I always advocate for a holistic & individualized treatment plan for each patient. A holistic treatment plan includes trying to achieve some balance in life. Components of this can include: exercise, nutrition, psychotherapy, moderation or abstinence with substances, formal relaxation therapy, a good support system of friends & families, spirituality, self-help books, hobbies and meaningful activities, and judicious use of medications. This can be very hard in elder patients, especially with dementia. But we still try to address as many of these components as possible. Because options can be limited for these patients, it's important to brainstorm ideas & think outside the box. Residential care is often a major component of the treatment plan as some patients need more support & cannot always successfully live at home. Behavior therapy is a major part of the treatment plan for patients with dementia. This basically means family & professionals learning the best way to interact with these patients. Some general methods include validation or their emotions & distraction (try to divert them to discussing positive topic if they are focused on something negative). I always encourage families & caregivers to educate themselves about dementia and also consider a support group for such. You can find a local support group through the Alzheimer's Association (www.alz.org). They will welcome families of those with other types of dementia too, as there are many similar aspects to all types of dementia.
I order pharmocogenomic (or genetic) testing through www.genesight.com. It's one of the first of it's kind in psychiatry, and the only one I know of paid for by some insurances.
It's a very easy test that involves collecting a saliva sample. It's covered by Medicare completely (if the patient has a Medicare Advantage plan or private insurance, it's still mostly covered with a maximum one time out of pocket $330 cost...the full price of this test can be $1-6000).
This test looks at the genes responsible for liver metabolism of medications as well as at some genetic markers. This will help me make sure the body metabolizes the medications ok, and can help narrow down medication options.
It typically gives information about the following classes of medications: antidepressants, anxiolytics, antipsychotics, mood stabilizers, ADHD meds, & pain meds (both opiate and non-opiate). It also gives information about MHTFR. This is an enzyme present in all humans that converts dietary folate (vitamin B9) into l-methylfolate. Research shows the brain needs adequate levels of l-methylfolate for optimal brain functions. There are prescription & over the counter versions of this supplement, and the prescription one is FDA approved for treatment of major depression.
Psychotropic Medications & The Black Box Warning
I always try to be as conservative as possible with all psychotropic meds in my patients with dementia. I first look at the complete medication list and see if there are any meds which we can remove rather than add (in case they are contributing to current symptoms). The only medications FDA approved for dementia are cholinesterase inhibitors (e.g. donepezil, rivastigmine & galantamine) & memantine. They typically help primary & cognitive symptoms of dementia. They can sometimes (not necessarily typically) help the neuropsychiatric manifestations of dementia (e.g. insomnia, anxiety, agitation or hallucinations).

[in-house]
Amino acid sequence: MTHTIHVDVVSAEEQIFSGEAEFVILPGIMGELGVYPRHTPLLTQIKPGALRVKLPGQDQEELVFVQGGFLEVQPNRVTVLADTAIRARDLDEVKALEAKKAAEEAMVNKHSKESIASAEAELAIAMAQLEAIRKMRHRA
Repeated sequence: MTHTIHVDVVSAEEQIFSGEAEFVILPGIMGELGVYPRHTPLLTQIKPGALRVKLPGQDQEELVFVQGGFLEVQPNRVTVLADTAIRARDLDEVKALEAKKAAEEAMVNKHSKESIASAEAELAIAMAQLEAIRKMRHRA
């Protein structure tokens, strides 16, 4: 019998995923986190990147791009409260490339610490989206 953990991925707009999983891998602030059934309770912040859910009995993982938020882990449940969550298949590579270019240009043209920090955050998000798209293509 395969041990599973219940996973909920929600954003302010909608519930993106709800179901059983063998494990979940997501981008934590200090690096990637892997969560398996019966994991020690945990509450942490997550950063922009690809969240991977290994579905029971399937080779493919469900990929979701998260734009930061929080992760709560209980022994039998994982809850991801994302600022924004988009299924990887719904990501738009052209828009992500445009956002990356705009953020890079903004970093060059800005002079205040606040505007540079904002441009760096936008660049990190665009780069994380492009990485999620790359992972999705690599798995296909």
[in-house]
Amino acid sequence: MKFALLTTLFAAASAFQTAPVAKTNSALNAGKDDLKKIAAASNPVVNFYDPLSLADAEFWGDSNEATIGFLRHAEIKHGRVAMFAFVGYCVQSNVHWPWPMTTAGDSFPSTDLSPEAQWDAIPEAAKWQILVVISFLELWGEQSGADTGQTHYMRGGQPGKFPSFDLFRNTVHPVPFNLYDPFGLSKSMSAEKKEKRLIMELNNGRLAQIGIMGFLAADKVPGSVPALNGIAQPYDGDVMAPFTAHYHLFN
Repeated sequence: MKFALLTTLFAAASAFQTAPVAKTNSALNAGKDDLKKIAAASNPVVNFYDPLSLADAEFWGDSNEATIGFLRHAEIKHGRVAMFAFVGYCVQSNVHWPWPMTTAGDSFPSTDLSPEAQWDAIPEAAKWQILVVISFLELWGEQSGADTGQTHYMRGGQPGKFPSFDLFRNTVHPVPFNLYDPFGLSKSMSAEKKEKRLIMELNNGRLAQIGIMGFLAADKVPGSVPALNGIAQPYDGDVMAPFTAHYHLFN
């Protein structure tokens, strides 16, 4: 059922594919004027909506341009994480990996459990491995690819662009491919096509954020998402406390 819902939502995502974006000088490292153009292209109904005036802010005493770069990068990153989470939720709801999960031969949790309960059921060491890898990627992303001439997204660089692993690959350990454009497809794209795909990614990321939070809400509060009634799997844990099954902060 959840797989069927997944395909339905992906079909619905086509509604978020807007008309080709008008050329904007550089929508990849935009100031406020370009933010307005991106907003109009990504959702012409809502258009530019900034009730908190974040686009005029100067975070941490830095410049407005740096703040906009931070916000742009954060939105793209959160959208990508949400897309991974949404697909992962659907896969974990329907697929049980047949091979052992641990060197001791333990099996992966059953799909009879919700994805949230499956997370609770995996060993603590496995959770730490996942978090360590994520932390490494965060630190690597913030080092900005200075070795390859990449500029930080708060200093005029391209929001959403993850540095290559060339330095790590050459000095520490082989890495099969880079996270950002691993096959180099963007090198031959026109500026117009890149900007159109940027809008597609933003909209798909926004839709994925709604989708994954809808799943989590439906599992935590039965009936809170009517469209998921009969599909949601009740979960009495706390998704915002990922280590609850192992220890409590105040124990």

No psychotropic meds are FDA approved specifically for the treatment of neuropsychiatric manifestations of dementia. However, in my clinical experience, some medications certainly can help some patients with these symptoms. There are numerous types of medicines we can used, some of which are named in the section above about pharmacogenomic testing.
All antipsychotics carry a FDA warning to use with extreme caution in patients with dementia. Some studies have found a 2% risk of dying sooner in patients with dementia who take these meds (usually through cardiovascular illness like heart attack, stroke, or sudden death). There was at least one study refuting this finding. Psychiatry & use of psychotropic medications are not exact sciences (i.e. a lot of gray area). We should certainly heed the warning, but also look at the big picture. Because treatment options can be limited in those with dementia, sometimes these meds are the best choice (i.e. "lesser of all evils") to treat symptoms like hallucinations or paranoia.
I want to point out that the black boxwarning is partially a sociopolitical construct. In other words, these warnings appear when something gets a lot of negative press. For example, opiates got a black box warning because of severe addiction & deaths related to overdose). There is another group of medications called benzodiazepines. This includes lorazepam (aka Ativan) & other meds you may have heard of like diazepam (aka Valium), alprazolam (aka Xanax) & clonazepam (aka Klonopin). This group of medicines is the #1 medication cause of falls in the elderly. All it takes is one bad fall, and somebody dies or has a severe injury. There is no black box warning on these meds, but I view them as just as dangerous as antipsychotics (but in a slightly different way). They can receive anxiety quickly, but besides falls can also lead to confusion & sedation. Nine times out of ten, if I had to pick a benzo or an antipsychotic, I would usually pick seroquel first despite the black warning. 2 large studies showed seroquel to be the least risky of this group of medications, while at least one other study has noted risperdal may be the least risk in the elderly with dementia.